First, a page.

According to the American Cancer Society, 228,150 new cases of lung cancer (116,440 in men and 111,710 in women), are expected to be diagnosed in 2019, making it the second most common cancer in both men and women (not counting skin cancer). And it’s a deadly cancer – about 142,670 people are expected to die of the disease (76,650 men and 66,020 women) in 2019. “If you add up all the deaths from the next several most common causes of cancer deaths, it does not equal lung cancer,” says Dr. David Carbone, medical oncologist and director of the Thoracic Oncology Center at The Ohio State University Comprehensive Cancer Center – Arthur G. James Cancer Hospital and Richard J. Solove Research Institute.
Lung cancer typically does not offer many signs of its presence early on, which makes detecting it in its most treatable stages a difficult undertaking. Among those who do have symptoms, the most common ones, according to the American Cancer Society, are:
- “A cough that does not go away or gets worse.
- Coughing up blood or rust-colored sputum (spit or phlegm).
- Chest pain that is often worse with deep breathing, coughing or laughing.
- Weight loss and loss of appetite.
- Shortness of breath.
- Feeling tired or weak.
- Infections such as bronchitis and pneumonia that don’t go away or keep coming back.
- New onset of wheezing.”
Lung cancer does not discriminate based on sex or race, but the primary risk factor for developing the disease is a history of smoking. Carbone says 85 percent of lung cancer patients smoked at some point in their lives, and the National Cancer Institute reports smokers have a 20 times greater risk for developing the disease than nonsmokers.
But it’s important to note that not all smokers will develop lung cancer, and not all lung cancer patients were smokers. Environmental exposure to inhaled carcinogens – substances that can cause cancer – and toxins such as air pollution are likely to blame for the 15 percent or so of lung cancers that occur in people who never smoked. Exposure to radon and radiation are two common contributors to the development of lung cancer.
Genetics can also play a role in whether you develop lung cancer. A genetic mutation called EGFR has been identified as a source of genetically-based cases of lung cancer. According to the Memorial Sloan Kettering Cancer Centerin New York, EGFR gene mutations account for 10 percent of patients with non-small cell lung cancer and “nearly 50 percent of lung cancers arising in those who have never smoked.”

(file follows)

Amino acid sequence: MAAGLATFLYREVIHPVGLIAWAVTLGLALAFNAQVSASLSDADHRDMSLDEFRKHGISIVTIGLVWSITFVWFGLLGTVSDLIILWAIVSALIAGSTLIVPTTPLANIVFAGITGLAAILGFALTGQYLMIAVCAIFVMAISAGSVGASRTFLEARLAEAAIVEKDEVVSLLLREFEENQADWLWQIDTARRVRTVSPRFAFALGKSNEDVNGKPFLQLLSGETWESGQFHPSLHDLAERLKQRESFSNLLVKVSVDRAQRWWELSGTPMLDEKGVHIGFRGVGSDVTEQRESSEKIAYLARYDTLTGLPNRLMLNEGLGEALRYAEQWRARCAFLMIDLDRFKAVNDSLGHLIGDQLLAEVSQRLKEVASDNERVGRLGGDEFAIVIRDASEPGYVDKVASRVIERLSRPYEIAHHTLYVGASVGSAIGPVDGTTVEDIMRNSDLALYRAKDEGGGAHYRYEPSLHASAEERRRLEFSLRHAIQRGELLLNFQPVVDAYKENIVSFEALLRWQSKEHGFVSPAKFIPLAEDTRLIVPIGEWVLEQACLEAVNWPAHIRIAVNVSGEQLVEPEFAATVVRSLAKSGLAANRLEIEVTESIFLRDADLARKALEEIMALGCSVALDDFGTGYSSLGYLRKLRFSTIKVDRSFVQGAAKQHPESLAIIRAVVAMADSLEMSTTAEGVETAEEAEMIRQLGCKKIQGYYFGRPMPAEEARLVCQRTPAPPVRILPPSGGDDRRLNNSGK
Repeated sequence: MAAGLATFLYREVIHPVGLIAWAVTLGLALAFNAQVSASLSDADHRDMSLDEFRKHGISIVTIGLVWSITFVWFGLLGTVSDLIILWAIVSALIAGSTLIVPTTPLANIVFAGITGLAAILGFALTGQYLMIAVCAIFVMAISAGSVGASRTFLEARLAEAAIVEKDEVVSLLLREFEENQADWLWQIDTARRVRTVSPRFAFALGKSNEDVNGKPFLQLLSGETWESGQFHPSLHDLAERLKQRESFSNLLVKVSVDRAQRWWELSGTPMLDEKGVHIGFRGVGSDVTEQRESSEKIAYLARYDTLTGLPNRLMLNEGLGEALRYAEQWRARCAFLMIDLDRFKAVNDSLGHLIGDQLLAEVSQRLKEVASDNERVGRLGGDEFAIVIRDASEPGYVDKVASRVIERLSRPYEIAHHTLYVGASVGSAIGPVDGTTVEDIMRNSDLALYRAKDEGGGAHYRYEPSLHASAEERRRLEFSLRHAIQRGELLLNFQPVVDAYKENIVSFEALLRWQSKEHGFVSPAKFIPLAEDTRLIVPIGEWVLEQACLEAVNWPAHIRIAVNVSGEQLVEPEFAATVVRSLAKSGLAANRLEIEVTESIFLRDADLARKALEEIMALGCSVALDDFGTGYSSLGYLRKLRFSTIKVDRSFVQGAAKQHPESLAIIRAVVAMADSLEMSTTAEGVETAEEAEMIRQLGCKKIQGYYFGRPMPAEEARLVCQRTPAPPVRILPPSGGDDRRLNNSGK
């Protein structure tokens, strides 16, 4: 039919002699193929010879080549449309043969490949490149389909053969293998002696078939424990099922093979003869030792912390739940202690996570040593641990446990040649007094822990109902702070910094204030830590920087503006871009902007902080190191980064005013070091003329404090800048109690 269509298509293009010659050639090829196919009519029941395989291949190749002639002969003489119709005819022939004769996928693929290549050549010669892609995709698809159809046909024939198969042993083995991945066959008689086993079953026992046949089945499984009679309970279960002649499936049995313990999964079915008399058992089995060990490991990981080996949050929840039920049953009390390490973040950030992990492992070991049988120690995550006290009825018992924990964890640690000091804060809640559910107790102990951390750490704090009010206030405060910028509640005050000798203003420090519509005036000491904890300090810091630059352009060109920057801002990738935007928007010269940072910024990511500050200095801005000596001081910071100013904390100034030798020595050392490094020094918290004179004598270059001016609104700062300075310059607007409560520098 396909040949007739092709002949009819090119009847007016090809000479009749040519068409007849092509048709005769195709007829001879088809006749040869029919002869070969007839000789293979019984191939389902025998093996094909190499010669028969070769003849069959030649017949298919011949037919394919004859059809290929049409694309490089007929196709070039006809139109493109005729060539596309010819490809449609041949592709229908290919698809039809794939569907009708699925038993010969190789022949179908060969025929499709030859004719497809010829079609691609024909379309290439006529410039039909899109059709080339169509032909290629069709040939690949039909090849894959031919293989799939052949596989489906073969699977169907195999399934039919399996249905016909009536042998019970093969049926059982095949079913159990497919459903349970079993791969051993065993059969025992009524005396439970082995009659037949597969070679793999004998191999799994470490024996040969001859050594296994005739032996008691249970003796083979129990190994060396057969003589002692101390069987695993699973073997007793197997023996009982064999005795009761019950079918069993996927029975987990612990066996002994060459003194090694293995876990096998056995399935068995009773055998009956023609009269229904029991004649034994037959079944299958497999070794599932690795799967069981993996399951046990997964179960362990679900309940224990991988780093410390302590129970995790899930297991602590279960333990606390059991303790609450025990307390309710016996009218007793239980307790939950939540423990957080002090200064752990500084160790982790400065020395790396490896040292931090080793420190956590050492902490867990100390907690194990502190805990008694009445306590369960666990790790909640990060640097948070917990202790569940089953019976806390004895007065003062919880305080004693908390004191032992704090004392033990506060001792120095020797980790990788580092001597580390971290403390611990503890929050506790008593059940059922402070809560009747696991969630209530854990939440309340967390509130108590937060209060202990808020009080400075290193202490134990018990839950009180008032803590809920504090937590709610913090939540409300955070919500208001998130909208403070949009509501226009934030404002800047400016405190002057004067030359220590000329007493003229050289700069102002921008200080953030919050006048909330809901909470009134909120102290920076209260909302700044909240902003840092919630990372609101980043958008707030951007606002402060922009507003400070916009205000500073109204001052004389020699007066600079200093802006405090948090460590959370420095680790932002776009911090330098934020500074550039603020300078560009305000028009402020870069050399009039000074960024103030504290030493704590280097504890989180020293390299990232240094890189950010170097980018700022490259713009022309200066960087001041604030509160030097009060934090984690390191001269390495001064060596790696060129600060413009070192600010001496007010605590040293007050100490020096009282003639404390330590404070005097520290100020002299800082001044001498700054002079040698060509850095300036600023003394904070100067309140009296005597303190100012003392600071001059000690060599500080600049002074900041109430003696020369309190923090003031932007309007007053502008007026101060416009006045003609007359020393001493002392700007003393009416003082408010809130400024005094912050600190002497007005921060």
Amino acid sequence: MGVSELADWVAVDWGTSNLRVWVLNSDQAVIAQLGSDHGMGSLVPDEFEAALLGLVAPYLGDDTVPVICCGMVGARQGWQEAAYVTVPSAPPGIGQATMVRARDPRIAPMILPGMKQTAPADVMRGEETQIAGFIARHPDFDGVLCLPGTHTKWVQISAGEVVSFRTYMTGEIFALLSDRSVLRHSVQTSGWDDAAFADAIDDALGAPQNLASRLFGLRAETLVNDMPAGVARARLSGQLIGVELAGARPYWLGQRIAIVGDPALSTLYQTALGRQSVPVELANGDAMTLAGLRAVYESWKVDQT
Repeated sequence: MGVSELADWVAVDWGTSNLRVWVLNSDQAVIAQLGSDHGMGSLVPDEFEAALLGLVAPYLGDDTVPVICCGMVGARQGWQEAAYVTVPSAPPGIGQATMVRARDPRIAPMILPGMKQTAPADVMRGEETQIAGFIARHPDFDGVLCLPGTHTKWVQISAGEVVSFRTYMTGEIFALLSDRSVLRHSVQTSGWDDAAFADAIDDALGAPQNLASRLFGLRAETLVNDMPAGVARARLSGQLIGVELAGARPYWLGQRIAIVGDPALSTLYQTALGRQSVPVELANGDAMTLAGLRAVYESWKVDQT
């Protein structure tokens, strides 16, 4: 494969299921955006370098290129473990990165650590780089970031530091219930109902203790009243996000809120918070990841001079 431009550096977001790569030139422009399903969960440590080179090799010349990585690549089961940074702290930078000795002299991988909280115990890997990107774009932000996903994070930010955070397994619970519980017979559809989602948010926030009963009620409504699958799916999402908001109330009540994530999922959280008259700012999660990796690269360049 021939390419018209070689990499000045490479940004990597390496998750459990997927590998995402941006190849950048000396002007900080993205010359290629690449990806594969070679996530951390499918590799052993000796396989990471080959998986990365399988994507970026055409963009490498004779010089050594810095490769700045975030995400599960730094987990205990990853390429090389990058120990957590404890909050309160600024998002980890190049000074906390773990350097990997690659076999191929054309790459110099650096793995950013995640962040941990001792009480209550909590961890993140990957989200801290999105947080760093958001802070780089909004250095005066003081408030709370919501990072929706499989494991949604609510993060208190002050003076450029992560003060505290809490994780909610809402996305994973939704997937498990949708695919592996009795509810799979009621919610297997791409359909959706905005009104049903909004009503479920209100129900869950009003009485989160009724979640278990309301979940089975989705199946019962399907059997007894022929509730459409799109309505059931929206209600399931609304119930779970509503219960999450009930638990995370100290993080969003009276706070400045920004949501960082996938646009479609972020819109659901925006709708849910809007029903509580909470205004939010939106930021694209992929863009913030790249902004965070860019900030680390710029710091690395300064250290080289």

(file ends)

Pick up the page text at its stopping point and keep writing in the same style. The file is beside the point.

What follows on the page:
In addition to EGFR, other genetic mutations driving lung cancer that researchers are beginning to unravel include ALK, ROS1, and BRAF. This new information is guiding the development of advanced treatments that are significantly extending life expectancy for some patients. “The field, by and large, is moving away from treating everyone with lung cancer as having the same disease,” says Dr. Nathan Pennell, director of the lung cancer medical oncology program at the Cleveland Clinic’s Taussig Cancer Institute. “We’re breaking [lung cancer] down into smaller and smaller diseases that all happen to start in the lungs.”
Regular screening for lung cancer is not yet a common occurrence, although people who currently or formerly smoked heavily are encouraged to monitor the health of their lungs, especially if they won’t or can’t quit smoking. The U.S. Preventive Services Task Forcerecommends annual screening with low-dose computed tomography (CT scanning) for adults 55 to 80 who have a 30-pack-a-year smoking history and currently smoke, or those who quit smokingwithin the past 15 years. Your pack-year figure is calculated by multiplying the number of packs of cigarettes you smoke or smoked daily by the number of years you have smoked. For example, if you smoked a pack a day for 30 years, your pack-year rate would be 30. The higher the number, the higher your risk of developing lung cancer.
Dr. Andrea B. McKee, chair of radiation oncology at Lahey Hospital and Medical Center’s Sophia Gordon Cancer Center in Burlington, Massachusetts, says that this screening should be more widely used to help catch lung cancer in its earlier stages when it’s most treatable. Screening offers “the biggest mortality benefit that we’ve ever seen in any intervention we’ve been able to do for lung cancer.”
However, screening does bring with it the possibility of false-positives, which can lead to unnecessary surgery and potential harm to the patient. Despite these risks, the improved mortality rate that lung cancer screening offers means that “you absolutely should be having a conversation with your primary care physician or your doctor about screening and whether or not it makes sense for you,” if you fall within the parameters of any of the screening guidelines, McKee says. Having that conversation and making a “shared decision” with your doctor is critical.